- Notes - A notes section can be added, so that an employee can write any issues or improvements they see fit. These notes can be collated and used for SOP revisions.
Review and iterate
The most effective business SOPs are ones that are reviewed and improved. Not only does that allow for SOPs to keep up to date with new technologies and practices, it also affords an opportunity to address any and all issues employees identify with the approach.
To improve your SOP, ensure that you:
- Send your completed draft to employees who are likely to action it. Your experience may be best placed to build the SOP, however other employees may have insights that you may not. As individuals who are likely heavily engaged with the activity you’re writing about, they may spot issues or identify effective methods that you may not have spotted.
- Have a ‘dry run’. Action the SOP with your employees on smaller or practice projects. Oversee and comment on any apparent issues that arise, so that they can be addressed before being implemented on an important project.
- Ask those who are actioning the SOP to provide notes in the notes section. Schedule review opportunities to go through these notes and revise the document accordingly.
- Have a central store of all SOPs, so that no document is missed or rebuilt unnecessarily.
What is a SOP?
In short, a SOP is a way to formalise a set of procedural tasks.
A business will regularly repeat specific projects, it is in it’s best interest to ensure that project is completed effectively each time. A SOP enables an administrator to define the personnel, resources and activities that are required to action that project. The SOP lists all the essential steps that must be taken, ensuring the outcome always reaches a set requirement.
To understand it better, think of a simple task: making a cup of instant coffee. How would you explain this process to someone who’s inexperienced? How would you define the specific actions so that each cup of coffee reaches your standards?
First the resources: let’s say you need instant coffee, milk, a teaspoon, a kettle and a mug. What about the steps? First add two teaspoons of instant coffee in the mug, plug in and turn on the kettle, boil the water and once it’s boiled pour it into the mug leaving around ⅙ for milk. Then pour the milk in til it reaches near the top and clean the spoon. Any potential hazards? Yes, ensure the hot water does not burn your skin. Personnel? I’m sure one person is enough.
Why it’s important for your business?
To understand the benefits SOPs can have to your business, take advice from Sanjay Jain and Bhatwadekar Nikhil’s research paper. They detail a number of different areas where SOPs can be the backbone for any business. These include:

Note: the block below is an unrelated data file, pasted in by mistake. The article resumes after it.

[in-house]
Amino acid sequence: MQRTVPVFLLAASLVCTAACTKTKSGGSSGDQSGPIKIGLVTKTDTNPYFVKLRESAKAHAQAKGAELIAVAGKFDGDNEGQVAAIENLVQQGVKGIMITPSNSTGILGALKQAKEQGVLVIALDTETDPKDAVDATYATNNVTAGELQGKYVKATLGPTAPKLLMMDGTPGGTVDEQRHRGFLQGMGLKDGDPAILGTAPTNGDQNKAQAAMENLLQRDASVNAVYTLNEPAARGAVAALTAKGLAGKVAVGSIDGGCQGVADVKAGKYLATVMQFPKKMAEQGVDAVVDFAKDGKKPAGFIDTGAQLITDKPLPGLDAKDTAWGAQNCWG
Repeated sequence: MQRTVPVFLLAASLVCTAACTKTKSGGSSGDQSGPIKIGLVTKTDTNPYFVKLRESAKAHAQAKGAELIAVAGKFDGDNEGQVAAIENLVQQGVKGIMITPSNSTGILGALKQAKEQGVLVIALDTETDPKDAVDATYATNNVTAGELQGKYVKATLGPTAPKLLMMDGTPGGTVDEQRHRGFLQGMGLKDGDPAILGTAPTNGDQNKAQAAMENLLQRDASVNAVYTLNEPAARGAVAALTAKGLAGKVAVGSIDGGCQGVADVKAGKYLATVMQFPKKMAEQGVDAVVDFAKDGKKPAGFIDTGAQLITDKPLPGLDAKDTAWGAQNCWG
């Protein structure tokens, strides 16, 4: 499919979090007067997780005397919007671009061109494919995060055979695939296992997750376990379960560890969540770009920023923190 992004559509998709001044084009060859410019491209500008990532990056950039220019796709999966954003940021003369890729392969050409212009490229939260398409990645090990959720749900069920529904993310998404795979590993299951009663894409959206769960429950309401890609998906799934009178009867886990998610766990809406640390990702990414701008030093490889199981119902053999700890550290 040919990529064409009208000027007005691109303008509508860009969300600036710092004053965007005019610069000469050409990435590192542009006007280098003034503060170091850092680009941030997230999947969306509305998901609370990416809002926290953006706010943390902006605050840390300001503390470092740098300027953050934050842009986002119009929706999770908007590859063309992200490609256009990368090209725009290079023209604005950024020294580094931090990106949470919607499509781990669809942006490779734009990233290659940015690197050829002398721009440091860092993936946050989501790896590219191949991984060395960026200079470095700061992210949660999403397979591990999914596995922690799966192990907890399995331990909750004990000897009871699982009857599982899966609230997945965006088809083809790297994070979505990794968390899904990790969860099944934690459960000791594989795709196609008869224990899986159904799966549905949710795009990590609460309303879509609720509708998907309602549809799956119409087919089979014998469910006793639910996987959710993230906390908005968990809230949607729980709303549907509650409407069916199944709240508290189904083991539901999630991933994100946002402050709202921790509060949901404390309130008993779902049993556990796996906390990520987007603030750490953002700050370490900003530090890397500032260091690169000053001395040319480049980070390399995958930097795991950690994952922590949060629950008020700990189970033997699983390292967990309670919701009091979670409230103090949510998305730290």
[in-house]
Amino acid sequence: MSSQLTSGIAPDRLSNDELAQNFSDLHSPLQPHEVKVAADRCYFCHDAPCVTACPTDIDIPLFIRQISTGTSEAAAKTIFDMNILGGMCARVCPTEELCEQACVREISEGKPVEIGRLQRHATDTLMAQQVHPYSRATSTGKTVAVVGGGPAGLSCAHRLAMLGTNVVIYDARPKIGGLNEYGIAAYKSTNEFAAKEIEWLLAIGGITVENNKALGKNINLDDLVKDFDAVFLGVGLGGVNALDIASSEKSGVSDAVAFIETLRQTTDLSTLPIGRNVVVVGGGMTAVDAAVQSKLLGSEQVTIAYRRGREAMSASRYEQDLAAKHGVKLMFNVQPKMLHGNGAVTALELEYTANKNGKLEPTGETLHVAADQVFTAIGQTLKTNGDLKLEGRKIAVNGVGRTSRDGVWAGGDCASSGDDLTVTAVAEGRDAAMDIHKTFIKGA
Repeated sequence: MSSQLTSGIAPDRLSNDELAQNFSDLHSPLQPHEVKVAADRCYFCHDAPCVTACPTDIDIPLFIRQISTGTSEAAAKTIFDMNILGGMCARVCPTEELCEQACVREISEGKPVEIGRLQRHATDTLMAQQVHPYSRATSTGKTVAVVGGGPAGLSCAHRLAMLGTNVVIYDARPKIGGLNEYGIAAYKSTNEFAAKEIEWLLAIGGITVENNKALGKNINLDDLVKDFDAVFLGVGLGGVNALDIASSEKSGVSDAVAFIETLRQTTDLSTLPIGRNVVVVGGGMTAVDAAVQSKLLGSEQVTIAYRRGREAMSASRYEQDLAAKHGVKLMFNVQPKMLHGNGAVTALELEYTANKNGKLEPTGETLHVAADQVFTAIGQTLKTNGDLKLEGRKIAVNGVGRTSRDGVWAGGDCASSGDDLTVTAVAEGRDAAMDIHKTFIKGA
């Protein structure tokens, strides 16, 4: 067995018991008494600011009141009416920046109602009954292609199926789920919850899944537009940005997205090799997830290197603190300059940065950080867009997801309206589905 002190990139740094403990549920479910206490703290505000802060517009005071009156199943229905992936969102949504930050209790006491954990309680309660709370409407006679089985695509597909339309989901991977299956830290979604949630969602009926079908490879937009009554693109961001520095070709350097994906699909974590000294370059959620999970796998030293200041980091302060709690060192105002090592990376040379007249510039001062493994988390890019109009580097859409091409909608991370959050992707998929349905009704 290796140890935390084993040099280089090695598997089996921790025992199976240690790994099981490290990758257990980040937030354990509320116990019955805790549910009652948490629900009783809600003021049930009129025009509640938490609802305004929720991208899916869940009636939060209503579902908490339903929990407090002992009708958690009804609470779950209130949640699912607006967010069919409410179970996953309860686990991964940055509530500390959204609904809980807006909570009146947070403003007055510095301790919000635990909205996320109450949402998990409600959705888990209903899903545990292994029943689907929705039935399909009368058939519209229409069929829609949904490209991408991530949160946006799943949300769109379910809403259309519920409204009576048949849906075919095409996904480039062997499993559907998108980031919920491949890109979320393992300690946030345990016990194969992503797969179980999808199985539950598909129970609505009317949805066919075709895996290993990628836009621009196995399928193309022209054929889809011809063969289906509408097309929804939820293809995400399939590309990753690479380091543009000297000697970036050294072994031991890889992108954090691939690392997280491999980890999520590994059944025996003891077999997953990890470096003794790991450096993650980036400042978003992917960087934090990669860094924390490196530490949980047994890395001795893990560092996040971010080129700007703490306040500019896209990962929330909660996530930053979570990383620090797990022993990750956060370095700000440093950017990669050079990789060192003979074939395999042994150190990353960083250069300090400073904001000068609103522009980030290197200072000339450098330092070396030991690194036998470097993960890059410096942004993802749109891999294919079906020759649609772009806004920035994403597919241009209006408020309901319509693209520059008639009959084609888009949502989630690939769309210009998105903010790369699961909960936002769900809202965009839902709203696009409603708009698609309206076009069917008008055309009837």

- Health, safety and the wider community: Ensuring the health and safety of all employees is maintained is essential. Many tasks, especially in specific industries, can cause injury or prove fatal. It is important that the appropriate guidelines are followed so as to protect employees. A SOP is an excellent way to detail these guidelines, especially as they can be attributed to each individual task. So employees can understand what health and safety standards are needed for the action they are currently doing. These standards can also extend to the wider community and the local environment, ensuring these remain safe as well.
- Maintain quality control: If each time a task is completed the result ranges widely, a business would likely suffer. It is important a minimum quality level is reached for each and every service, product, etc. Different employees will undertake tasks differently, resulting in varied outcomes. A SOP ensures consistency with all employees’ actions, helping to maintain a standard level of quality for all project results.
- Keeping to schedule: Time is extremely important for all businesses. The amount of time it requires to undertake different projects can have dramatic impacts on any company. Lost time trying to figure out tasks, understanding what resources are needed, misinterpreting and repeating procedures; these are all alleviated when using SOPs.
- Government and company regulations: Business tasks commonly need to adhere to a set number of rules and guidelines. These can be set by a number of different entities, from government, parent companies or from the specific business itself. It can be difficult for all employees to be aware and cognizant of all these regulations at all times. By detailing these regulations in a SOP and ensuring all tasks outlined abide by them, it helps drastically to limit the chances these guidelines will ever be contravened.
- Train new and inexperienced employees: Training a new or promoted employee can be a substantial task, a SOP offers a way of massively assisting with this training. It provides an easy to follow process for an inexperienced employee to conduct the same work as one who is familiar with the procedure already.
- Historical record: Business procedures are regularly reviewed and improved. Sometimes, part of an old procedure may be required as the new process isn’t working as expected. Alternatively, a previous procedure may be needed when using an older system. It could be the case that that older procedure may be needed to assess the result of a previously completed project. Whatever the reason, SOPs allow for historical records helping a business understand exactly how it previously completed certain projects. With new iterations, these older business practices can be quickly forgotten, which is an issue if they are needed once again for a particular purpose.